A career in community health will take you to the front lines of promoting wellness and health in your community. As a community health professional, you may work in a broad range of fields and settings that are focused on educating individuals, families, groups and communities about healthful living and disease prevention.
Community Health Bachelor’s
Your studies in our community health program will provide you with a broad academic foundation while focusing on professional preparation through multiple experiences that include an observational practicum and a community health internship where you will have the opportunity to gain real-world experience in your field. We’ll work with you individually to help you define the direction you want to pursue and give you the tools to help you be successful.
For more information about the courses in this program, visit the course catalog.
Community Health Career Options
The bachelor’s degree in community health will prepare you for graduate study and for entry-level positions. You’ll have a wide range of occupational opportunities working with individuals, groups, organizations or governments educating in fields as varied as nutrition, the importance of exercise, HIV and STD prevention, substance abuse education, worksite wellness and preventive health. Community health graduates may also be able to pursue additional training/education in various allied health professions, including family counseling and accelerated Bachelor of Science Nursing (BSN) programs.
The Bureau of Labor Statistics reports that employment in community and public health education fields is expected to grow by 26%, which is a much faster rate than the average for other occupations.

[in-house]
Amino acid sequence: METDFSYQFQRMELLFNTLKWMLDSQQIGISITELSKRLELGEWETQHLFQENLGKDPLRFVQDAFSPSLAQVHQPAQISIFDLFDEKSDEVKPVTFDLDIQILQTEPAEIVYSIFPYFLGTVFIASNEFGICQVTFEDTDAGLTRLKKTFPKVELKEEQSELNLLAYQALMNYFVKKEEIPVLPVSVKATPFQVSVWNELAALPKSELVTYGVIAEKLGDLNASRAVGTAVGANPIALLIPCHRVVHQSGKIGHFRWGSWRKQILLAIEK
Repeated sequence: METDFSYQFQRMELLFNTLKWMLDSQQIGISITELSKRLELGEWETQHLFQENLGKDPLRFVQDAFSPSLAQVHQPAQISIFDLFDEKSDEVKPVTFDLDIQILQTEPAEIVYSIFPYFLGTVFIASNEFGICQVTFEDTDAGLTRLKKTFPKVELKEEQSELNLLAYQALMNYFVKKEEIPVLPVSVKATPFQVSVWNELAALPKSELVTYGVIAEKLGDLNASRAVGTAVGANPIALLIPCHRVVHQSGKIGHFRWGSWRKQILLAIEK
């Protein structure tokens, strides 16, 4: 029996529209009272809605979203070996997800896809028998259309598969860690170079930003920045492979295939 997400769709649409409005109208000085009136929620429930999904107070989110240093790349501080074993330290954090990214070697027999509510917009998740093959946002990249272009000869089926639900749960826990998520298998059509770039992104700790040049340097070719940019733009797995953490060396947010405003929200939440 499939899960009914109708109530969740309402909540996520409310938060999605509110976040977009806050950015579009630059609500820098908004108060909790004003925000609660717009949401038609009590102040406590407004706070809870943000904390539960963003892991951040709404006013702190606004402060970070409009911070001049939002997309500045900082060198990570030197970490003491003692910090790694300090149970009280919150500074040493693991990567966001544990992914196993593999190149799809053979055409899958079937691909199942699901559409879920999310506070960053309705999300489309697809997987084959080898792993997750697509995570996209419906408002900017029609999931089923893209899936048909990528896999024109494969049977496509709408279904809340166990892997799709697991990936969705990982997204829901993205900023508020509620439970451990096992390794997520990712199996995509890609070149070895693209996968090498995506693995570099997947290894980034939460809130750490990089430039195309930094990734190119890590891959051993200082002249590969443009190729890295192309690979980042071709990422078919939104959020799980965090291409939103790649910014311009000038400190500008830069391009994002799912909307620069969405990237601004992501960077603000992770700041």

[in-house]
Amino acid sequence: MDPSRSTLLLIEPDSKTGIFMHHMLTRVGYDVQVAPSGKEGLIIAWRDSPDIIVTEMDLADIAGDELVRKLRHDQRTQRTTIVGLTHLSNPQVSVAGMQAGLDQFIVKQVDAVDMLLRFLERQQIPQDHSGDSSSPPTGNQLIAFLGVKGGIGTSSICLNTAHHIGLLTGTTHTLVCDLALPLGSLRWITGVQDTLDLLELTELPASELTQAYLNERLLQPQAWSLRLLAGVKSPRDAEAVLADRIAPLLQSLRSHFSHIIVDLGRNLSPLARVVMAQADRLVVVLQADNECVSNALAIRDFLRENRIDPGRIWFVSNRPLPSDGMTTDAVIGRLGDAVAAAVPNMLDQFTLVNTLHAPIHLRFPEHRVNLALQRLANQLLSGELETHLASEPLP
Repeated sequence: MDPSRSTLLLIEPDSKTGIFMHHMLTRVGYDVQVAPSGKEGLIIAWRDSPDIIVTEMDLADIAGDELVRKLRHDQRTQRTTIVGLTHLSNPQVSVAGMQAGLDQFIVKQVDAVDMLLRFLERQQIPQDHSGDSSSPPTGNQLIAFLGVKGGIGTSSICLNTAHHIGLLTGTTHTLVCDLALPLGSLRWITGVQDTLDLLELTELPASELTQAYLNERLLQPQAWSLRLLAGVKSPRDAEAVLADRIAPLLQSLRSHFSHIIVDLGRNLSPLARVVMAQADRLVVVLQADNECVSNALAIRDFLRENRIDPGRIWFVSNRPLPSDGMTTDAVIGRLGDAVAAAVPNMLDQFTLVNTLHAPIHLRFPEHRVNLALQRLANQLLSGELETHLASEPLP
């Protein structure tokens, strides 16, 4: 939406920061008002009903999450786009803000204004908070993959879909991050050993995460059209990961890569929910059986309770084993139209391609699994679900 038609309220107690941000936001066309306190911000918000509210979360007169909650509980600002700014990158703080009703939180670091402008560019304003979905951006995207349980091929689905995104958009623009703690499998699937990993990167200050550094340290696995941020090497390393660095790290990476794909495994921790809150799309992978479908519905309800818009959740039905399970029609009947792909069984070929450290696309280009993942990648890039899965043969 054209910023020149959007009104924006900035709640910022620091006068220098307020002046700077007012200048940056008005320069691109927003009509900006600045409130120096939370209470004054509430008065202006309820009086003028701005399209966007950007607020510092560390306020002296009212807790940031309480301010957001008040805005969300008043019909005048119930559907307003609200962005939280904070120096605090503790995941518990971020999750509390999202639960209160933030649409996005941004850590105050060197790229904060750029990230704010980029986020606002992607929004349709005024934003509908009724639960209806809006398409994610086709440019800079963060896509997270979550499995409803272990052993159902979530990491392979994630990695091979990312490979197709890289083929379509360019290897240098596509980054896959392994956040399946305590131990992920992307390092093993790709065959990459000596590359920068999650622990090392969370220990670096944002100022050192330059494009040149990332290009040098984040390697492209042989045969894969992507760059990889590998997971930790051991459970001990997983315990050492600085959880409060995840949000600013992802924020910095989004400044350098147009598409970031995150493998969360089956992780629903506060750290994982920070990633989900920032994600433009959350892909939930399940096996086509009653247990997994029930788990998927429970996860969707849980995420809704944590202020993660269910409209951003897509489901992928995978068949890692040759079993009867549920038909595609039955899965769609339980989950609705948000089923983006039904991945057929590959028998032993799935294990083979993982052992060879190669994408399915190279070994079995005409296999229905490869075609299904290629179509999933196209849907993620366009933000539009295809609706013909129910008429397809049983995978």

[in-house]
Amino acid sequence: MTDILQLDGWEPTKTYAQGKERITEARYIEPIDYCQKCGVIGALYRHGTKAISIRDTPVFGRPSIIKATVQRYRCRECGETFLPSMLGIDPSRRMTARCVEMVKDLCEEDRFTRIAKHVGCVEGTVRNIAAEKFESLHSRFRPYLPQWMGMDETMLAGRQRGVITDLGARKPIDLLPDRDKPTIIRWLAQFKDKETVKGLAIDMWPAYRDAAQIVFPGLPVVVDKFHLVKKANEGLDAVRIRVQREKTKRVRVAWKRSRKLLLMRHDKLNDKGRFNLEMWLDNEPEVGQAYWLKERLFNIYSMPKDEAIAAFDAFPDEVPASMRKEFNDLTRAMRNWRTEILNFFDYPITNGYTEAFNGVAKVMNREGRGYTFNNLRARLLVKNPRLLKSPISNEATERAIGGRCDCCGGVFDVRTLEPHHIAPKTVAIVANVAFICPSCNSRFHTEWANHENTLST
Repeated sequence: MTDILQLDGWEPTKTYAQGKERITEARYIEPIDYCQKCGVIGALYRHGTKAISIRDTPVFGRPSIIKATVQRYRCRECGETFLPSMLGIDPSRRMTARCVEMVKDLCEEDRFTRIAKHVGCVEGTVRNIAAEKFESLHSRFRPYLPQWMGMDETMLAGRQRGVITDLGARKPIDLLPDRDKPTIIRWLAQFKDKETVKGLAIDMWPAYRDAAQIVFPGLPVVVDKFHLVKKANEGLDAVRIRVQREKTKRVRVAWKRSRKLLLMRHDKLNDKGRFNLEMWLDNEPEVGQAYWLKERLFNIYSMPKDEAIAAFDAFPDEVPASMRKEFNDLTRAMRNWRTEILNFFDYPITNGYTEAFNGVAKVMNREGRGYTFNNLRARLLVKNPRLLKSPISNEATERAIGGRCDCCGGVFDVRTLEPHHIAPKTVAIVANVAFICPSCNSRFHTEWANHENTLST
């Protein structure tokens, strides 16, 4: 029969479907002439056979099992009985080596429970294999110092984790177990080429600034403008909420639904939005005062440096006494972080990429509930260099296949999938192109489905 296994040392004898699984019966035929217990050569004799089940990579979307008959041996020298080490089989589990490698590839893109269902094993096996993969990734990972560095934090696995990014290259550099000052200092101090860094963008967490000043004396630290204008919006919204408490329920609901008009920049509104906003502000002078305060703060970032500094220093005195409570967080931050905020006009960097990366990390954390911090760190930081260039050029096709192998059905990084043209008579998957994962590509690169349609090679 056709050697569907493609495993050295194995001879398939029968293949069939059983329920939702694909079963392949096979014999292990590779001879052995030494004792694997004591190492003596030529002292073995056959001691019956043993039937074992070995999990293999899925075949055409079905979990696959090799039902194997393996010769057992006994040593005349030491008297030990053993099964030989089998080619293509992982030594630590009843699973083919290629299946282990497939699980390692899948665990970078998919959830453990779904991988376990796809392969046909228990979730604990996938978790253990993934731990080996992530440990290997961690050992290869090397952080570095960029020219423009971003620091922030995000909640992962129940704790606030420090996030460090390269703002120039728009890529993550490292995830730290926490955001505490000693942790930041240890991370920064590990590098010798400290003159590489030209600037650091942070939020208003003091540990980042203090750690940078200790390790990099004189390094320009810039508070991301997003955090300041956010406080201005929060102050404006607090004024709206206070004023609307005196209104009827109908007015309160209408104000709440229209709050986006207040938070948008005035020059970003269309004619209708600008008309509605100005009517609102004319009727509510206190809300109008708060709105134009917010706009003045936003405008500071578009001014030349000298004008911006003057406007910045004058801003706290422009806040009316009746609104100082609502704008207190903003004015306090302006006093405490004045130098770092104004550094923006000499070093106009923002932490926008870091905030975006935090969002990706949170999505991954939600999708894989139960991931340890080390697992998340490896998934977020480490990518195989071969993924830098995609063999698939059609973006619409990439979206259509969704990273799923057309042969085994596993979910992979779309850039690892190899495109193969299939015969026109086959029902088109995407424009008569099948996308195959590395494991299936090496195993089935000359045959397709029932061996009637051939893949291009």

Degrees in Action
Community health majors from Bemidji State go on to do some incredible things with their degrees.
“When I entered Bemidji State University, after graduating from high school in Fairbanks, AK, I was on the road to becoming a teacher. When [my HPSH] professors learned about my interest in working with older adults, they would go out of their way to provide extra knowledge for me that would benefit my future. The required practicum and internship were the most helpful through hands-on experience and networking which opened the door for the position I have today.”
— Samantha McDaniel, Community Health B.S., Exercise Science B.S. & Health Education & Promotion minor
“Explore all of your options and gain as much hands-on experience as you are able to! Choosing a career path is a big decision and you want to have all the information you need to make the best decision possible. Also, never be afraid to ask questions and utilize your academic advisors – they are there to help you! Oh – and don’t forget to support your fellow Beavers!”
— Kristin Hanowski, Community Health B.S. working as a physical therapist in the Spinal Cord Injuries & Disorder Center in Minneapolis
After 4 years working in health care HR, Kelly Campbell knew she wanted to make a change, while still making a positive difference in the health of her community.
In 2013, mentored by Dr. Jim White, Kelly conducted a capstone research project on the frequency of babies born with prenatal drug exposure at Bemidji’s Sanford Health. Her findings were presented at BSU’s annual Student Achievement Conference.
— Kelly Campbell, Community Health B.S. working as a community health coordinator at Grand Itasca Clinic and Hospital in Grand Rapids
Dr. Jim White, Chair
Department of Human Performance, Sport & Health
Phone: (218) 755-2766
Location: PE 223